Like the two previous films, it starts on a Wednesday and like The Two Towers, becomes the rare breed of film that gets to have midnight screenings. The chances for a sudden jump in fanbase are slim; those that are going to discover the films already have done so. However, with ticket inflation and a general sense that this is The Event Film in a year of events that have disappointed, Return of the King should best the other two films and earn at least slightly more on opening and final box office than Two Towers. $45 million should fill its coffers on Wednesday and Thursday and a first weekend figure of $66 million is my expectation. It's been a long wait, but worth every minute.

Sooner or later, every person on Earth will have his or her own personal movie version of Dead Poets Society. Mona Lisa Smile is Julia Roberts', set at 1950s Wellesley College. Roberts plays mentor to a group of immaculately coifed (seriously, look at those hairdos. I think they've been shellacked) students, at one of the crossroad times as far as the definition of women's roles go. It's clear early on that it's more interested in speaking to the twentysomethings of today rather than having anything particular novel to say about the evolution of women's roles through the past five decades.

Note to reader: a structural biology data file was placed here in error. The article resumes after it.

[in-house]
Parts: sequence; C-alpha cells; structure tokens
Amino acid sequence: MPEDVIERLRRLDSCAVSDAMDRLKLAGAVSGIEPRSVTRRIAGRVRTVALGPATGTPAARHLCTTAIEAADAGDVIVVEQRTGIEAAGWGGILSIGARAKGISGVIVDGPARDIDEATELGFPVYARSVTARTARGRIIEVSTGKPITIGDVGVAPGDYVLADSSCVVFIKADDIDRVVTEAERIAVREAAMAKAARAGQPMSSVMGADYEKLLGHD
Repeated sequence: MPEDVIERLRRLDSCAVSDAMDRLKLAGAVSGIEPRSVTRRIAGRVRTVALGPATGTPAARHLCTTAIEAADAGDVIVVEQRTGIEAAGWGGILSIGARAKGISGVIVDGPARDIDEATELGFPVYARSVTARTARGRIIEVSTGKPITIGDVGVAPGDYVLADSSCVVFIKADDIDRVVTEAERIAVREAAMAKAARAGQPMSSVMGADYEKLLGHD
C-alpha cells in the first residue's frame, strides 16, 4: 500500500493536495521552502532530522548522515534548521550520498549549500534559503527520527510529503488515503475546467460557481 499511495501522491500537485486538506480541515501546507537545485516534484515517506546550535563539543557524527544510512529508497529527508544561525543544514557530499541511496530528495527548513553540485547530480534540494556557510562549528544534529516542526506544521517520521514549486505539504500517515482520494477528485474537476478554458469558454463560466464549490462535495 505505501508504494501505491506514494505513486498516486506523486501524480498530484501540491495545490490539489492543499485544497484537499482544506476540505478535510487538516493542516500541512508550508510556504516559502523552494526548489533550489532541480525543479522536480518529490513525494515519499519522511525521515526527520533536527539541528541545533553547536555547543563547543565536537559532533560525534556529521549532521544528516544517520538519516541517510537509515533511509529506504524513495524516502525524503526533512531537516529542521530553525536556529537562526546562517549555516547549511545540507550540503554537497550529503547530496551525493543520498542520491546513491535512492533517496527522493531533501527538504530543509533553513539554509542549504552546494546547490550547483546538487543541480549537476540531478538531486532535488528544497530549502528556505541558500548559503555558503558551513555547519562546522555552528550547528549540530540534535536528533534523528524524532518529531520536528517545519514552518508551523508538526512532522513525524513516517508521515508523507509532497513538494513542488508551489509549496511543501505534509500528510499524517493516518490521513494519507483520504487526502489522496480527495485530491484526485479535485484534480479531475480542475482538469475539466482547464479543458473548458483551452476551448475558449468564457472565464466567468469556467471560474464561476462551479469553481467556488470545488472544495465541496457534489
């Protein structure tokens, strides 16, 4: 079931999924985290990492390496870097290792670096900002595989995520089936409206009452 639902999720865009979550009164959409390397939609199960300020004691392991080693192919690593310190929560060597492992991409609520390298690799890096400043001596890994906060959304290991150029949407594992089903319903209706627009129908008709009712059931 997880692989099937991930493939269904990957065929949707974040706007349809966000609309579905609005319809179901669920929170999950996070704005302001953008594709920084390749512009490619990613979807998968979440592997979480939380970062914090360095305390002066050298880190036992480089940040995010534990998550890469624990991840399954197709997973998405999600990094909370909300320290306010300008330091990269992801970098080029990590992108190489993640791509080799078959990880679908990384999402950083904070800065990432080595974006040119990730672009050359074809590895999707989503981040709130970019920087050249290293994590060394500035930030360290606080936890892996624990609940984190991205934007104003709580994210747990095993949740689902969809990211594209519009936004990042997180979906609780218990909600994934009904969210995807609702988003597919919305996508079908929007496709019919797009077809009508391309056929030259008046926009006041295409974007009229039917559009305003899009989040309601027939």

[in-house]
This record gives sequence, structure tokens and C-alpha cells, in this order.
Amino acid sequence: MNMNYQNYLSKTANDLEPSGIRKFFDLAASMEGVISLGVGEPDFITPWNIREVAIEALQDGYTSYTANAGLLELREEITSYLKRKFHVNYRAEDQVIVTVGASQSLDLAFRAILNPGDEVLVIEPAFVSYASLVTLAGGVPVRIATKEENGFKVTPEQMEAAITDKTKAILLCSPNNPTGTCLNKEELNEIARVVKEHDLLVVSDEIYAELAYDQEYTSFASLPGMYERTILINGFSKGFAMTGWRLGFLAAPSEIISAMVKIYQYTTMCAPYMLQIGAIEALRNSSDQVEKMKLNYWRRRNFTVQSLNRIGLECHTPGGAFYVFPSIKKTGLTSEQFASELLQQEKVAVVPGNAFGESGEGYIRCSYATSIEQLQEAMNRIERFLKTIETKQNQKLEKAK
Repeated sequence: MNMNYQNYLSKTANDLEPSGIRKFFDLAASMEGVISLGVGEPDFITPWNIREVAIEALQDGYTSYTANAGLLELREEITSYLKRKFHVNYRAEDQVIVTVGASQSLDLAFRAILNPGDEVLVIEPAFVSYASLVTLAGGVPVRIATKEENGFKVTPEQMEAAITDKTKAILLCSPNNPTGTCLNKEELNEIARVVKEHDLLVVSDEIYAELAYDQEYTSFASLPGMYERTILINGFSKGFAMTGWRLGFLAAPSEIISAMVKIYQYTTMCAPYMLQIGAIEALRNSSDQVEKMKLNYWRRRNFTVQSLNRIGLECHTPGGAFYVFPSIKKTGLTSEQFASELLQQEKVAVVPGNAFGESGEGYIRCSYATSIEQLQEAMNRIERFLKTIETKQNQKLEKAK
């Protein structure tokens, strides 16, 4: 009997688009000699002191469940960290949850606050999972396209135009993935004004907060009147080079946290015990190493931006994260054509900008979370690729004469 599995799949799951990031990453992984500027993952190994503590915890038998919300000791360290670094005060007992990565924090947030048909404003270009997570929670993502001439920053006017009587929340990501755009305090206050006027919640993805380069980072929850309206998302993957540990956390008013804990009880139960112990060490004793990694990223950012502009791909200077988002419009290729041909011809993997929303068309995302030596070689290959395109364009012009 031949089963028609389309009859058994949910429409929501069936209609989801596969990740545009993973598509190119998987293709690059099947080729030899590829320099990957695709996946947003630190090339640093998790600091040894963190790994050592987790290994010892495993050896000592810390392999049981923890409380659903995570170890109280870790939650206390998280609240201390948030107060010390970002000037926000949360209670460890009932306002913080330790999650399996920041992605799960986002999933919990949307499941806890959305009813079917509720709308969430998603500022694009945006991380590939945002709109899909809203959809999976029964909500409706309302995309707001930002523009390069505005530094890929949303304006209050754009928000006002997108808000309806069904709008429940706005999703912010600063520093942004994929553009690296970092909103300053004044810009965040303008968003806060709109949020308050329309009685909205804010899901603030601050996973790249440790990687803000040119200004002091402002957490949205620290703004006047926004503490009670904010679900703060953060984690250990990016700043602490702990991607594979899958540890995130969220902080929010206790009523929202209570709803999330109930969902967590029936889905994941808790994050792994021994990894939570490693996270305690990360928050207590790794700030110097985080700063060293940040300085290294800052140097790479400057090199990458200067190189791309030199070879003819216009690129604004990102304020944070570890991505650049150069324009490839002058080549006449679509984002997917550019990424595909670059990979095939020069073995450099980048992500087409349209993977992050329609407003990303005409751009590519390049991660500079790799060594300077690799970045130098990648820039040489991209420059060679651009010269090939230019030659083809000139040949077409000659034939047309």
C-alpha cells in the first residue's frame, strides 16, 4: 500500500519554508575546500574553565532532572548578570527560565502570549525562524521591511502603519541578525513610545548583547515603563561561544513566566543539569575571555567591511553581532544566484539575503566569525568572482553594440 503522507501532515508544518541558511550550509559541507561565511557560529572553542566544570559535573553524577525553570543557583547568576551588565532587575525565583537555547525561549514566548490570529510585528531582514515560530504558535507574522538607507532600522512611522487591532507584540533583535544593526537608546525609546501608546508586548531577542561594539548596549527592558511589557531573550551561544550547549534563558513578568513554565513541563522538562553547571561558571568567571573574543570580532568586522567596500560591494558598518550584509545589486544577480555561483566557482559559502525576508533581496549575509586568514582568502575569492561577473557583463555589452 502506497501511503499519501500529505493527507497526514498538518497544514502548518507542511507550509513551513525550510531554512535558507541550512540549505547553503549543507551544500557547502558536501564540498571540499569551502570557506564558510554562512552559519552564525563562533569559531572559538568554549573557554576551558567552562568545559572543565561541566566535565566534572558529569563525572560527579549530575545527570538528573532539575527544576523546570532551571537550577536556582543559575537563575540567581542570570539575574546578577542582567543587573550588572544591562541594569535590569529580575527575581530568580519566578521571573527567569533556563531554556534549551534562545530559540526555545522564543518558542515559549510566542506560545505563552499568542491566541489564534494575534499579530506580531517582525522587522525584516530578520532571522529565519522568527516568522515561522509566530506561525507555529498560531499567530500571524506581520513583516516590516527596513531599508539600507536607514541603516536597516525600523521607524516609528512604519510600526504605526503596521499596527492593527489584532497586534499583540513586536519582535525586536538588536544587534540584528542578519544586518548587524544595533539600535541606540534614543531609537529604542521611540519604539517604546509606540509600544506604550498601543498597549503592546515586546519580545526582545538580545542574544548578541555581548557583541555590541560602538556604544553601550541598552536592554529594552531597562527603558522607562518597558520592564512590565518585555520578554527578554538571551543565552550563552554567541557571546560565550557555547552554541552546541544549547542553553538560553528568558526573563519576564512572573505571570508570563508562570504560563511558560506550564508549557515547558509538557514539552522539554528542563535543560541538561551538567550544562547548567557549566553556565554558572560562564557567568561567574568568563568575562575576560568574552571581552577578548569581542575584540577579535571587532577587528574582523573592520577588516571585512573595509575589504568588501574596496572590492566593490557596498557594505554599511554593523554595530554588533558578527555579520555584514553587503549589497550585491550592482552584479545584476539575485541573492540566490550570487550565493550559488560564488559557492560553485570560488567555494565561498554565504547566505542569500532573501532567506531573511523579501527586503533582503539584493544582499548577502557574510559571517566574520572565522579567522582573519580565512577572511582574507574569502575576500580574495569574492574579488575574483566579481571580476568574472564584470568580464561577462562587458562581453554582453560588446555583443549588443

With a Who's Who of young actresses in the supporting cast, Smile has a bit of a look of passing the torch from Roberts to a younger generation of actresses. Julia Stiles, Kirsten Dunst and Maggie Gyllenhaal are the three most prominent (and this should be Gyllenhaal's mainstream breakout after her indie breakout last year in the sexually-charged Secretary) and make for an attractive cast, but it's going to be a strictly XX chromosome affair at the theater for this tale of affirmation. This is Roberts's first film as a headliner since the summer of 2001 and America's Sweethearts, which opened well at $30 million, though it failed to break the century mark, a disappointing finish for the normally bulletproof romantic comedy genre (Ocean's Eleven was a smash of course, but the sheer size of the cast makes it difficult to give her significant credit for its box office). Julia's still pretty much on a upswing after her 'dark' period in the mid '90s (and I'm not talking about the whole Lyle Lovett thing) so she'll still be able to make a winner out of this narrow-focused pic, though we're not looking at a blockbuster. Mona Lisa Smile should manage about $15 million for the weekend on its trial run for Oscars. One could hope for a better performance from counter-programming, but the Lord of the Rings films are perhaps the blockbusters with the biggest female portion of its audience since Titanic.

With Mona Lisa Smile going for younger audiences (though not exclusively), Something's Gotta Give will try for much the same effect with older audiences (though not exclusively). A bit of a surprise first place finisher last weekend with $16 million on a weak weekend, The Jack Nicholson/Diane Keaton/Keanu Reeves love triangle film (words I never thought I'd type) is the romantic comedy of choice (with Love Don't Cost a Thing barely registering on radar). A strong second week is crucial for its Oscar hopes, as the Inoffensive Populist spot is still up for grabs. A take of $11 million should go a long way towards that goal.